Dalmatian: Breed Characteristics, Training & Care

The Dalmatian is an elegant and very popular hound from Croatia. The breed has a very distinctive appearance and is one of the most well-known dog breeds in the world. The Dalmatian is recognized as an independent breed in the FCI and can be found in the FCI Group 6 Hounds, Scenthounds, and Related Breeds, Section 3 Related Breeds. Without work test. With the standard number 153. He is a popular family dog and companion dog for almost every household.

Dalmatian Dog Breed Information

Size: 54-61cm
Weight: 24-32kg
FCI Group: 6: Hounds, scent hounds, and related breeds
Section: 3: Related races
Country of origin: Croatia
Colors: black and white, liver white
Life expectancy: 10-15 years
Suitable as: Companion and family dog
Sports: agility, obedience, fetch
Personality: Active, Playful, Intelligent, Outgoing, Friendly, Energetic, Sensitive
Leaving requirements: high
Drooling potential: low
The thickness of hair: high
Maintenance effort: low
Coat structure: short, hard, dense, smooth, shiny
Child-friendly: rather yes
Family dog: yes
Social: rather yes

Origin and Breed History

The Dalmatian can look back on quite a long history. It is not exactly clear from which country the ancestors of the Dalmatians come. For a long time, Italy and Spain were assumed to be the origins, as there were pictures of dogs with the typical spotted Dalmatian pattern. However, it was not considered that although there is no longer a dog breed today that has the Dalmatian-typical spots on a white background, there used to be many more breeds with this particular piebald gene.

Experts now assume that the Dalmatians come from Croatia, but this has not yet been proven beyond doubt. The only thing that can be said with certainty is that the English began pure breeding the Dalmatian to a standard. The first standard for the Dalmatian was written in 1882 by the cynologist Vero Shaw. He was a great friend of the breed and was able to set his standard as the official standard for the Dalmatian Club, the “Dalmatian Club”, in 1890. Initially, the term Dalmatian hunting dog was used in the FCI, although its use as a hunting dog is controversial. Most of the evidence that the Dalmatian was used as a hunting dog comes from the ancient images of spotted dogs preying on the game. However, since it is uncertain whether these dogs are really the ancestors of the Dalmatians, their hunting use is also uncertain.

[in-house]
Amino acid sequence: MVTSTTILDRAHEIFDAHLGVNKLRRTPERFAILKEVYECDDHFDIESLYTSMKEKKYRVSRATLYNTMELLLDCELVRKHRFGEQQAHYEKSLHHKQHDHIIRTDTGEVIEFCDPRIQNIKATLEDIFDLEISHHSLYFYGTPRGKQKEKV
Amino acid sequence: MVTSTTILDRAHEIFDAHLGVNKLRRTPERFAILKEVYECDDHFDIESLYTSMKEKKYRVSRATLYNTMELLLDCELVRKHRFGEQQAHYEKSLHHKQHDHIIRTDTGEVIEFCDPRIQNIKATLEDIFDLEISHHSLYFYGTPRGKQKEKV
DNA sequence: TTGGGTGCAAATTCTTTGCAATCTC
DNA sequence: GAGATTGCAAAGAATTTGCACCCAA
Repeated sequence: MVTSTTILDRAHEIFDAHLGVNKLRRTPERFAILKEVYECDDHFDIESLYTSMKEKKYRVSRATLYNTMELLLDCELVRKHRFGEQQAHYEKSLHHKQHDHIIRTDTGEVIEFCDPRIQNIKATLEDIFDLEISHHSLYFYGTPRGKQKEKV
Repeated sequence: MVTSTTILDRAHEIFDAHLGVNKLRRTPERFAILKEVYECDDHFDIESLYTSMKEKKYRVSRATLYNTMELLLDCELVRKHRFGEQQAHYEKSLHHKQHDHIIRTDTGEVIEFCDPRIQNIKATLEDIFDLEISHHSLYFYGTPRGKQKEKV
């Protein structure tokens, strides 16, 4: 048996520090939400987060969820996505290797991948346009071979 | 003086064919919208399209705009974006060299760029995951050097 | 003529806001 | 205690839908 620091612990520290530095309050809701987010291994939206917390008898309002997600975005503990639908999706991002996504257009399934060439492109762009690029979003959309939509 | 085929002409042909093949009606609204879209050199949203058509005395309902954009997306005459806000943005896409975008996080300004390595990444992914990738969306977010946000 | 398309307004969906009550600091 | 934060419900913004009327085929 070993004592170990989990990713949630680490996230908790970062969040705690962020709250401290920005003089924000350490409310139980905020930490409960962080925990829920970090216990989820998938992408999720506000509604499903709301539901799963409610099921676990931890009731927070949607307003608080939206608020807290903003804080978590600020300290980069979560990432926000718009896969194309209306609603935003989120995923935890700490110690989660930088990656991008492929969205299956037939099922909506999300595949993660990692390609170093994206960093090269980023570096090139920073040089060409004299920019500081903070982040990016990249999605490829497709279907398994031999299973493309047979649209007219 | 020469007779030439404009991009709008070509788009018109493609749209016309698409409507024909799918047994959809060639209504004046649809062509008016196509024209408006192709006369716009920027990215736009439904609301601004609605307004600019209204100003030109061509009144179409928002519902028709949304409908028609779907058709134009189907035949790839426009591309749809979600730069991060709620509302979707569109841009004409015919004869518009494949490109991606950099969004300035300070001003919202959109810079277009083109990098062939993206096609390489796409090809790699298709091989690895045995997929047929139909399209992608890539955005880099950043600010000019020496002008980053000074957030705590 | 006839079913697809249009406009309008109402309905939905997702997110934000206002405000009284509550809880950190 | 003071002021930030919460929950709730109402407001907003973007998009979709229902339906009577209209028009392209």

The English wanted the Dalmatians primarily as companion dogs and as coach dogs. The tradition of the coach dog then continued in New York, where the Dalmatians were an indispensable addition to the fire department. During one operation, the dogs ran in front of the fire brigade team and warned people to get out of the way with their barking. The popularity of the beautiful dogs increased rapidly due to their use by the fire brigade. At the latest after the Hollywood success “101 Dalmatians,” the Dalmatian became a fashion dog. There were more and more breeders of the breed. Unfortunately, the health of the animals was often no longer considered and many owners wanted a dog as a status symbol and not as a loyal companion, which meant that they did not pay attention to the education of the animals and many dogs were given back when they caused problems.

Nature and Temperament of Dalmatians

The Dalmatian is a friendly and very lively dog. The animals have a lot of energy and want to run, play, and have adventures with their owners. That is why it is important to give the open-minded dog a good upbringing at an early age. In addition to his bright nature, the Dalmatian is often a very sensitive dog that does not tolerate a harsh hand, but rather needs a sovereign owner who offers him security and meets his needs.

In his family, he is very affectionate and willing to learn. He gets along well with children if he gets used to them early or if the children are a bit older. With strangers, he is a bit reserved but always friendly and free from any kind of aggression. As a scent hound, he needs a lot of exercises, and dog sport can be a useful addition to his daily walks. Jogging, cycling, or accompanying a bike are also ideal activities for Dalmatians. With enough mental and physical exercise, the Dalmatian is a very even-tempered and calm dog indoors. He has no problems with conspecifics and other animals and can be kept both in the city and in the country.

In itself, the Dalmatian is an easy-care dog that likes to learn and loyally accompanies its owner, only its high willingness to run is often underestimated. Anyone who is aware that they are getting a sporty dog ​​that needs a lot of exercises will be very happy with a Dalmatian.

What Does a Dalmatian Need?

Above all, a Dalmatian needs exercise and time with his family. He is a very sociable dog and is happy about dog buddies, also gets along well on his own. For employment, it is advisable to choose a dog sport that is fun for the dog and its owner and ensures shared experiences.